Education and Psychology: Plato, Piaget, and Scientific Psychology

Brief biography of the book:

I began this book with the intention of discussing a greater variety of developmental theories that seemed to me relevant to education than are discussed in typical ed. psych. textbooks on the topic. In particular I wanted to bring out the continuing worthwhileness of considering epistemological theories, whose central belief was that the mind was made up primarily of the knowledge that it learned. "Development" in this view was largely driven by the amount and kind of knowledge that a person learned. Thus, such a theory would explain the acquisition of theoretic abstract thinking in mid/late teens, not in terms of some putative psychological development, but in terms of the way in which areas of knowledge, when accumulated to a particular degree, generated such abstractions. Such theories challenge our common assumption that there is within us something that "develops" of its own accord. I wanted to make clear one of the grounds on which it is reasonable to conlude, in Jerry Fodor's words, that "Deep down, I'm inclined to doubt that there is such a thing as cognitive development in the sense that developmental cognitive psychologists have in mind."

But I rambled and became interested in the problems with Piaget's account of development, and particularly the wide influence the theory had attained in education--which seemed to me difficult to support, given the insecurity of the theory and the insecurity of many of the implications drawn to education. That then led me to consider the degree to which psychological theories in general were both insecure and insecure anchors for the educational implications commonly infered from them.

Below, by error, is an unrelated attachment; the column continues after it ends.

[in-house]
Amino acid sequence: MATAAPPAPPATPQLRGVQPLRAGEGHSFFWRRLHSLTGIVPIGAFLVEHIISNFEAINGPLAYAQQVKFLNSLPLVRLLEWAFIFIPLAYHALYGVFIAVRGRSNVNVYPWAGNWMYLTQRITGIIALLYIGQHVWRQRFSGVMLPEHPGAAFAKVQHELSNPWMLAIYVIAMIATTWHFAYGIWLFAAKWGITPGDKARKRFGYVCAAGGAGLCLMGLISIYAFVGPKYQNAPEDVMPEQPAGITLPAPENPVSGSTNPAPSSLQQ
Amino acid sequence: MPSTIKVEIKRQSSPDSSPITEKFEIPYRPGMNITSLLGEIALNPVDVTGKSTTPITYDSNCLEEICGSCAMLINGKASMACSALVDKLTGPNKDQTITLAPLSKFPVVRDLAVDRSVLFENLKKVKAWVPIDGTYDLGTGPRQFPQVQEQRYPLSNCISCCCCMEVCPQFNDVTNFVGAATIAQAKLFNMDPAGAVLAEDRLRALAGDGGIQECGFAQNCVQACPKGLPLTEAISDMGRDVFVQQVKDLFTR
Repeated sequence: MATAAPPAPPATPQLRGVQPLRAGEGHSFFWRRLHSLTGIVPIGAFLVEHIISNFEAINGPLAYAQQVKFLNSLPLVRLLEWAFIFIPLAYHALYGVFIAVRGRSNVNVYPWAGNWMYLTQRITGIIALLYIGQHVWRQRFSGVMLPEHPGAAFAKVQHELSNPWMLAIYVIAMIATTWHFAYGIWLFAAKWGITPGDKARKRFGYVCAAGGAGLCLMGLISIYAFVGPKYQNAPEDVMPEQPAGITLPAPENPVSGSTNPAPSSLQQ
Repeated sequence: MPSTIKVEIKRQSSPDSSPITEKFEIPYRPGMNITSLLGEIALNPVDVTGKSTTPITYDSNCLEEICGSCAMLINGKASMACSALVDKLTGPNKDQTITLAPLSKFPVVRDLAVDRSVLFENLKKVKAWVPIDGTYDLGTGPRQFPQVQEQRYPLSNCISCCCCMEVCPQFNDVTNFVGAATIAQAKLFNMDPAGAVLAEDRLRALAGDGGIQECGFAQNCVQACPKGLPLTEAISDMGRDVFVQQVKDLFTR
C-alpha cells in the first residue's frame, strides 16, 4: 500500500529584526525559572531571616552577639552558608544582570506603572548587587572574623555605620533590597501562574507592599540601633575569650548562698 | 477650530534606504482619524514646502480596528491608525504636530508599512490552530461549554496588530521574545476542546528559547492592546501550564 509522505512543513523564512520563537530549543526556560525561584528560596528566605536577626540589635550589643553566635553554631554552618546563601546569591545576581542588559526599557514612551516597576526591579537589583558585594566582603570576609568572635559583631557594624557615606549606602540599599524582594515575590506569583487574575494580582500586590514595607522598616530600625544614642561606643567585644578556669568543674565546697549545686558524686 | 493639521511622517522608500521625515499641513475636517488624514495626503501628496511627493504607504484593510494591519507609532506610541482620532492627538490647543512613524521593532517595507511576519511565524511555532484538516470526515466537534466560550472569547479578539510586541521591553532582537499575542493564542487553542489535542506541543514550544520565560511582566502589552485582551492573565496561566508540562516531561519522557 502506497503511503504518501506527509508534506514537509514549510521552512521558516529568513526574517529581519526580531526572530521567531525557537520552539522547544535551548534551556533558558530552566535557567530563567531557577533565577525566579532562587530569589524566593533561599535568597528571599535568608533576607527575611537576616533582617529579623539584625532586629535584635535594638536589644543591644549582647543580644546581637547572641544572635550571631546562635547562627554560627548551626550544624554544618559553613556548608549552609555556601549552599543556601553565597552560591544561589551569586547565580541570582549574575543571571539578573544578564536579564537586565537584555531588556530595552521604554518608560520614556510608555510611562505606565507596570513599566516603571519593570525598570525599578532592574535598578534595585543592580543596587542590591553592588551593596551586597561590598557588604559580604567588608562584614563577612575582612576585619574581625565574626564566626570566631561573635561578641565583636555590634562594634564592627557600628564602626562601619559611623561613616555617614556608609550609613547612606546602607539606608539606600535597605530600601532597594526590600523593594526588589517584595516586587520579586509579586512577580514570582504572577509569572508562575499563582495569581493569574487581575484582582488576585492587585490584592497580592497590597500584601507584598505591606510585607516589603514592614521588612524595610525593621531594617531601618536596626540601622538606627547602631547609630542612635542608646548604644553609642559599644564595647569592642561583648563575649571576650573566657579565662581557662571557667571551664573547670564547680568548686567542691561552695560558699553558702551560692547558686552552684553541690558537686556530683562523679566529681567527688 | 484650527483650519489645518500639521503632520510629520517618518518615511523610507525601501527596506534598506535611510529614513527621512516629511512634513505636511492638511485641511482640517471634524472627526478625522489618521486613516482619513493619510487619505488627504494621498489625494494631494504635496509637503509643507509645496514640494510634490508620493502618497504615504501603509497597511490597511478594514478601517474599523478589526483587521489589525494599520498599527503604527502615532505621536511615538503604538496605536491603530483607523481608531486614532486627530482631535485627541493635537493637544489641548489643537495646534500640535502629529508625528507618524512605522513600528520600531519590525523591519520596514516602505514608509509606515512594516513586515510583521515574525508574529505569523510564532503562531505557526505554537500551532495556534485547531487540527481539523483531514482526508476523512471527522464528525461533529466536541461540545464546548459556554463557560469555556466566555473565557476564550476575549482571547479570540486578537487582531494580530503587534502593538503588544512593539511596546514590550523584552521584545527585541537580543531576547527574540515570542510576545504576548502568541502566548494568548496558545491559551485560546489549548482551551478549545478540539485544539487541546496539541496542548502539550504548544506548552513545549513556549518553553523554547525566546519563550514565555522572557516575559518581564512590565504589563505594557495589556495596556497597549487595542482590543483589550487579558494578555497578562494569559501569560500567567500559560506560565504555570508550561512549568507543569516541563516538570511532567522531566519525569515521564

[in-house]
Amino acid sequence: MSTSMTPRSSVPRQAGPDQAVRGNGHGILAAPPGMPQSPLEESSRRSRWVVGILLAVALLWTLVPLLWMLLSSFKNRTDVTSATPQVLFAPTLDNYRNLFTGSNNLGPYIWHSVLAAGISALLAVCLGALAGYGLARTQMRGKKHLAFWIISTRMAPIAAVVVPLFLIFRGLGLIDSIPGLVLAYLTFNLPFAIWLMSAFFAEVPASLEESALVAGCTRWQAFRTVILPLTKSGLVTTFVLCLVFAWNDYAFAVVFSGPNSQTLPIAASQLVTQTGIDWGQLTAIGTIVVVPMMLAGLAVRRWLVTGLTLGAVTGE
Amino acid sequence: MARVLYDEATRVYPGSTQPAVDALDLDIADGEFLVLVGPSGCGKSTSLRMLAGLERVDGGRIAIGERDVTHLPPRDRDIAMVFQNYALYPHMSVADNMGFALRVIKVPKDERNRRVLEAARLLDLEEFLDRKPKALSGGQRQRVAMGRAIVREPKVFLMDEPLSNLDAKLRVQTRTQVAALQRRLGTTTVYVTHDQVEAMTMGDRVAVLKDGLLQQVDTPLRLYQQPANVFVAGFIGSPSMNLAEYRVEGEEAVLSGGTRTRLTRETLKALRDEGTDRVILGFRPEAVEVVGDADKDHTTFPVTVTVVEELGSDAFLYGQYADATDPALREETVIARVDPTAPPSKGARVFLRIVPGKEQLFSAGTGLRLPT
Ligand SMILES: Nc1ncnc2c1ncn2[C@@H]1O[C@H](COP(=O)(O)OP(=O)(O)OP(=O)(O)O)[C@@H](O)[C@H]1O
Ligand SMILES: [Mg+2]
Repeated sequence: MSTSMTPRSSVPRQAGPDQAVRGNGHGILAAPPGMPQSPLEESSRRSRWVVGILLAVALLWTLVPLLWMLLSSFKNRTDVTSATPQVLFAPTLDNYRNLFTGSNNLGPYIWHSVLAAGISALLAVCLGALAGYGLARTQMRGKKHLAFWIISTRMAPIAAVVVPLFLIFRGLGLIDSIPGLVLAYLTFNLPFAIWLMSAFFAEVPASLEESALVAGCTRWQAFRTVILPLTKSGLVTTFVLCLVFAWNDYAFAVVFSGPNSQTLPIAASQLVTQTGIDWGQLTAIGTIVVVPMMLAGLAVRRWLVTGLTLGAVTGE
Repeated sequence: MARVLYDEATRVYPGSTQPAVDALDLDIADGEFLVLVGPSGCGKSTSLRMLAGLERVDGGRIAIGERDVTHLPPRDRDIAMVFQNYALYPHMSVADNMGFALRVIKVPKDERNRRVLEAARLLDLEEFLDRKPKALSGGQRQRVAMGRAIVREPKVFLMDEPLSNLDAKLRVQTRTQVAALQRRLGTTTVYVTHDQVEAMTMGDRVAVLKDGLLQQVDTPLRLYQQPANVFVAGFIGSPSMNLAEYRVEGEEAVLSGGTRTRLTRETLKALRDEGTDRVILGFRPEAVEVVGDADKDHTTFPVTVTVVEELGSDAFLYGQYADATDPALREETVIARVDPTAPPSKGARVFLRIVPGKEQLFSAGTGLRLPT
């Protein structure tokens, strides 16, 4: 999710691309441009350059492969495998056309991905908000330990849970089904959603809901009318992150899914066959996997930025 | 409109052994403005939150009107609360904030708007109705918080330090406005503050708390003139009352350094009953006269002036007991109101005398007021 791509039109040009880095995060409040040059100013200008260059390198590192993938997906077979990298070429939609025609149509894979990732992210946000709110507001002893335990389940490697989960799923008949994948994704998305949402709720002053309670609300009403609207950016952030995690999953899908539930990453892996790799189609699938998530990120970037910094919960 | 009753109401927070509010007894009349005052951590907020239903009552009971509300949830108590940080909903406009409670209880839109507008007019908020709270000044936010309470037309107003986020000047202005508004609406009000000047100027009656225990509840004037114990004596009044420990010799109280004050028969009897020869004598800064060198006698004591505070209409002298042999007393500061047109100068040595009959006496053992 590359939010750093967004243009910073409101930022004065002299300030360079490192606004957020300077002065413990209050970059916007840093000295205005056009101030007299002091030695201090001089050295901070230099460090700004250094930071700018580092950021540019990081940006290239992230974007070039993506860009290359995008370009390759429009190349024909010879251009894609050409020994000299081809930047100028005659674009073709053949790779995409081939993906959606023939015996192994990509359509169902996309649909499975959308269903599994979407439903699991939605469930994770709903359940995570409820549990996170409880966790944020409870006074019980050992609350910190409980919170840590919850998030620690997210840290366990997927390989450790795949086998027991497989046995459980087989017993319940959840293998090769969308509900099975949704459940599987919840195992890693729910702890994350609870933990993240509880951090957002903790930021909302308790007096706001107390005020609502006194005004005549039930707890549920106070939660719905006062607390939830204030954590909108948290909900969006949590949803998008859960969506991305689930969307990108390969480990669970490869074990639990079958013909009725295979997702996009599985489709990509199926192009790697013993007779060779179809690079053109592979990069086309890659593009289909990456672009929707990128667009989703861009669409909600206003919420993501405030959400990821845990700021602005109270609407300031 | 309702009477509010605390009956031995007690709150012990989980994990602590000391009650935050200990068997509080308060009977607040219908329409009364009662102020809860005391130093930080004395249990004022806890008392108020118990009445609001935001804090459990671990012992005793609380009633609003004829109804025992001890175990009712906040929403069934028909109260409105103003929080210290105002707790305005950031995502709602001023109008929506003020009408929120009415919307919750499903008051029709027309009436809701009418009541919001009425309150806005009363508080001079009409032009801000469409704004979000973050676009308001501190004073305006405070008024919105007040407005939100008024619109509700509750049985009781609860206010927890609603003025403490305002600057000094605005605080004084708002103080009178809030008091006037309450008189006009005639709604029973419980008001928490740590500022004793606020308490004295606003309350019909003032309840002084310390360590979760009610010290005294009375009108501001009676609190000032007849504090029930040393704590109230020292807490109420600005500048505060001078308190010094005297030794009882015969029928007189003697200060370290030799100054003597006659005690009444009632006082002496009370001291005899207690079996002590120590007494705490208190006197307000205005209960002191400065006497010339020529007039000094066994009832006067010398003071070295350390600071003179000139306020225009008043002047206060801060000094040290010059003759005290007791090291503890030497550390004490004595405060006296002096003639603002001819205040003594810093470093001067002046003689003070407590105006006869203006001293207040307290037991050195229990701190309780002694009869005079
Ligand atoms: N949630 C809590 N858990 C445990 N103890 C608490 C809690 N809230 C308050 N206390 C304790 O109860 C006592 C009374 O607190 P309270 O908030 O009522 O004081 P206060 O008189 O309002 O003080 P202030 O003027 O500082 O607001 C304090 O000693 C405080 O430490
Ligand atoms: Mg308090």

So the book became a bit of a misch-masch, and devevloped a polemical edge that grew as I read more and more descriptions of educational practices supposedly based on psychological theories. I felt as though I was watching an emperor in pretty skimpy scientific clothing parading around a little pompously.

The reviews of the book surprised me. Some were enthusiastic in their support, for what seemed to me commonly bad reasons, and others were furiously against, for what seemed to me commonly bad reasons. I felt as though I had drawn a Rorschach blot, and was interested in the interpretations. I can recall hardly any reviews that seemed to have grasped the argument. But, I guess, I'm biased.

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